“Once they go home, we ask them and the hospitals ask them, to keep themselves at home if they’re in that time period where they could still spread the illness,” Howell said. “But if that person chose not to stay at home, then we could issue those isolation orders. If it were someone who was exposed to a case, then that would be where we would issue quarantine orders.”
Most people follow the orders voluntarily, however if necessary, the board could appoint a person to enforce the orders.
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“Law enforcement already has the authority to act based on Dr. Acton’s orders if they believe somebody is spreading illness around,” Howell said. But typically we would just perhaps deputize our own sanitarian, or just a person to watch and make sure someone is staying in isolation and quarantine during the time where they might be transmitting disease or going into the community.”
Although the policies on how to handle individuals in isolation and quarantine are decided on by the board are all adopted at a local level, Howell said she expects other surrounding counties to have similar plans.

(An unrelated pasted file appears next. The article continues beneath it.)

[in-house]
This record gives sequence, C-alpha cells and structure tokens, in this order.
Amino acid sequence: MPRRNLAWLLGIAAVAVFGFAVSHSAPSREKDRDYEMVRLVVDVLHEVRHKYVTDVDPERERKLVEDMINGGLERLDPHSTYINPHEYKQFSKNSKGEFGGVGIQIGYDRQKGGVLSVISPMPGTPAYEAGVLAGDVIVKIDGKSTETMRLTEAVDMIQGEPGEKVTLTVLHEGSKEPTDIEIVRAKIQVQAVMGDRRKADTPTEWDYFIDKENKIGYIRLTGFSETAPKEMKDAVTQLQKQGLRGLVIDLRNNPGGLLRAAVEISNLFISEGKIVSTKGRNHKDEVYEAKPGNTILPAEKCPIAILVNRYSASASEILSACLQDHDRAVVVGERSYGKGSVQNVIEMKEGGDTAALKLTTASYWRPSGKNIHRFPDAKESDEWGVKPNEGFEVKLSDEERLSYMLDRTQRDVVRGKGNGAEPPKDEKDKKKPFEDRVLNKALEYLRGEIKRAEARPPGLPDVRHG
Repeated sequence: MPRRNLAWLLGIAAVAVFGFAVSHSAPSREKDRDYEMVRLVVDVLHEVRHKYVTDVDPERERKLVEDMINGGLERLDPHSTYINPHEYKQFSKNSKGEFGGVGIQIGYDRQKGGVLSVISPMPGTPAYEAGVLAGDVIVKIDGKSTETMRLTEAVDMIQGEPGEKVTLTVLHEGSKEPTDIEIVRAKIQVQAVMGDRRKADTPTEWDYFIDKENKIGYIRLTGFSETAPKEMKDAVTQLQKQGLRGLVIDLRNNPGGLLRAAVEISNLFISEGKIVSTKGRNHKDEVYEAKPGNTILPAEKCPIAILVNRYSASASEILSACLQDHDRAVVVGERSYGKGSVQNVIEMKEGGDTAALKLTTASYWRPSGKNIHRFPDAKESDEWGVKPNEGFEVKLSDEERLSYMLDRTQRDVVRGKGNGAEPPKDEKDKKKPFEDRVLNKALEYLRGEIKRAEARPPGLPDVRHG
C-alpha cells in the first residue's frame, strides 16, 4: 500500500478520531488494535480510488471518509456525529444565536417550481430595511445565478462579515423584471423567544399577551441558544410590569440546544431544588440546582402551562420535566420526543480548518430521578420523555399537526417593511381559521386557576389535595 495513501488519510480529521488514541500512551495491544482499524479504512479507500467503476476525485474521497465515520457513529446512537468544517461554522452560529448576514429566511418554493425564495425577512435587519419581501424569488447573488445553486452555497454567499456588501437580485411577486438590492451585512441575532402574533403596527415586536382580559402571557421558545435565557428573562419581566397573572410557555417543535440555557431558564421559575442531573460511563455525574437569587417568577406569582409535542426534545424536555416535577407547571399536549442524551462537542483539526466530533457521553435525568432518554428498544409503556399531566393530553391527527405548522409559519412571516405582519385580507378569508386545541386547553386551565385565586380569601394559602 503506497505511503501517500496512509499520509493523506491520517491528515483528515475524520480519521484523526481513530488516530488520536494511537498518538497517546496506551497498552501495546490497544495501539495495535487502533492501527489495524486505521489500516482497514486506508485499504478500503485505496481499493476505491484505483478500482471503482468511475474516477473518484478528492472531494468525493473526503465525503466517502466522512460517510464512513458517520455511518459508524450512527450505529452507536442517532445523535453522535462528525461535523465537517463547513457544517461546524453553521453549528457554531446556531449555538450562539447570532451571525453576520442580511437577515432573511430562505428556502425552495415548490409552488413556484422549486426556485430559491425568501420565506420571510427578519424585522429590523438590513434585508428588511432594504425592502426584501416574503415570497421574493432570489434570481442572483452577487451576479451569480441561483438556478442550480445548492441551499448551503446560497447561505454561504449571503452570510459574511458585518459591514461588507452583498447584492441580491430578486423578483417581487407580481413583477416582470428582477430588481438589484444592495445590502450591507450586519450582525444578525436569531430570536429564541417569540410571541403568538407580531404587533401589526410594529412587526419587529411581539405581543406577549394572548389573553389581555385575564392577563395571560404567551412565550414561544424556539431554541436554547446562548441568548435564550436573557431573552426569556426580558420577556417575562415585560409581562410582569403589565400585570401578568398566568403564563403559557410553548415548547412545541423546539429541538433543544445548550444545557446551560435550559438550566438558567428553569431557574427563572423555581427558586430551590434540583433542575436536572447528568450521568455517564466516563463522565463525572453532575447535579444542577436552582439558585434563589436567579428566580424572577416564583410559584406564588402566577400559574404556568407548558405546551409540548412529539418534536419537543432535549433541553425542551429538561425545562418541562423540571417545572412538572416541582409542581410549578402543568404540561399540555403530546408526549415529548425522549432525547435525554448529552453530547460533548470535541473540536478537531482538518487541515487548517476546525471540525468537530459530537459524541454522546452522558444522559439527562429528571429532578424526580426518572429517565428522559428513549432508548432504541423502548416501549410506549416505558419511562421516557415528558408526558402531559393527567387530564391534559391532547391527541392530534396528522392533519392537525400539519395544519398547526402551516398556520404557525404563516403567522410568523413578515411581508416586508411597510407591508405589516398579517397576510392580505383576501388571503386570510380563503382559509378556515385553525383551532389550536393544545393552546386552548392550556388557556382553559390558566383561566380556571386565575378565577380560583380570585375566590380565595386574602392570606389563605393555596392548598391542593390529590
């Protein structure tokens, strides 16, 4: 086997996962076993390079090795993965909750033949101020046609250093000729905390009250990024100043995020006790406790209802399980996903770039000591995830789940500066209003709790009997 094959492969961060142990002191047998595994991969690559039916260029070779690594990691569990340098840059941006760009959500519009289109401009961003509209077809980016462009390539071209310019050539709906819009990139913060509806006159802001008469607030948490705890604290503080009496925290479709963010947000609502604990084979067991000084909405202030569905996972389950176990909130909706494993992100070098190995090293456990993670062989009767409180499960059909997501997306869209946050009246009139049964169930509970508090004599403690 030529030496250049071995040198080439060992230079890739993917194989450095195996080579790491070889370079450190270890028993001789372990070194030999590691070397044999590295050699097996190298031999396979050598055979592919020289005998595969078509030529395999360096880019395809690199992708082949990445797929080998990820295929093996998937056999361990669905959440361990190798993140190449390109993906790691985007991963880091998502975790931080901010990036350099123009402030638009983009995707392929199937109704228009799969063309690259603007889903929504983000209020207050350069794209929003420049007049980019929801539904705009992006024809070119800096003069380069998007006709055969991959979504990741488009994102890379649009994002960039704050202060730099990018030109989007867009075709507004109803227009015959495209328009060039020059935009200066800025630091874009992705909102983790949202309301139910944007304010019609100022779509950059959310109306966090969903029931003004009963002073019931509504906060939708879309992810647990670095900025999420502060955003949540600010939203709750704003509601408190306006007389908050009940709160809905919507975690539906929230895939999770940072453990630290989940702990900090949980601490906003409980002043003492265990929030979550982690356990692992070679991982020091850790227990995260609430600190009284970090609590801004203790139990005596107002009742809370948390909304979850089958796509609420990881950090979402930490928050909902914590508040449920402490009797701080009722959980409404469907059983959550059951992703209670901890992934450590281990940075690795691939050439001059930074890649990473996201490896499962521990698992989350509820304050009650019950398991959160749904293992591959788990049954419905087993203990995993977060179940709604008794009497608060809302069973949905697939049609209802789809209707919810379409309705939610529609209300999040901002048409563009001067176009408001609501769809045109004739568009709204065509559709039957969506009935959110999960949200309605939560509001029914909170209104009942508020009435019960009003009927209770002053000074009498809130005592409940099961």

“When we are developing them, we develop them together lots of times so you’re going to see very similar actions taken everywhere,” Howell said.
The board considers the county’s risk as still relatively low.
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“We believe the risk is low,” Howell said. “So far we have no cases, anyone that’s been tested from Greene County, as we speak right now, has tested negative. But those numbers are rapidly changing and we believe that there is community spread so it’s just a matter of time before we get our first case.”
Saturday’s meeting was held as Governor Mike DeWine and Ohio Department of Health Director Amy Acton held a press conference to discuss updates on the coronavirus and share the state’s response to the virus.
There are now 26 cases in Ohio and 264 people are under investigation for coronavirus the Ohio Department of Health reported.